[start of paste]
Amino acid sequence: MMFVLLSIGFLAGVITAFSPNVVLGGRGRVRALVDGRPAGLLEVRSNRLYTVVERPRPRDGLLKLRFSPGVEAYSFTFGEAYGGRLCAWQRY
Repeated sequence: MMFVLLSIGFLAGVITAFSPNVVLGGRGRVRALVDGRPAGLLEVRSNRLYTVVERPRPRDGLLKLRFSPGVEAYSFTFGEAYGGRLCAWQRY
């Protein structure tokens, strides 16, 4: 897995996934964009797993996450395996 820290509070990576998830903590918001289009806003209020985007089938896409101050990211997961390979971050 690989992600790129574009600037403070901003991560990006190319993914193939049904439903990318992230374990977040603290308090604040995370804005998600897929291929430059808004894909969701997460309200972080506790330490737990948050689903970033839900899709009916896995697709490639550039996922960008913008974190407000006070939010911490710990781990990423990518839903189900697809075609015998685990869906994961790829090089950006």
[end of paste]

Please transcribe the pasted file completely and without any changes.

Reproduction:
Amino acid sequence: MMFVLLSIGFLAGVITAFSPNVVLGGRGRVRALVDGRPAGLLEVRSNRLYTVVERPRPRDGLLKLRFSPGVEAYSFTFGEAYGGRLCAWQRY
Repeated sequence: MMFVLLSIGFLAGVITAFSPNVVLGGRGRVRALVDGRPAGLLEVRSNRLYTVVERPRPRDGLLKLRFSPGVEAYSFTFGEAYGGRLCAWQRY
């Protein structure tokens, strides 16, 4: 897995996934964009797993996450395996 820290509070990576998830903590918001289009806003209020985007089938896409101050990211997961390979971050 690989992600790129574009600037403070901003991560990006190319993914193939049904439903990318992230374990977040603290308090604040995370804005998600897929291929430059808004894909969701997460309200972080506790330490737990948050689903970033839900899709009916896995697709490639550039996922960008913008974190407000006070939010911490710990781990990423990518839903189900697809075609015998685990869906994961790829090089950006």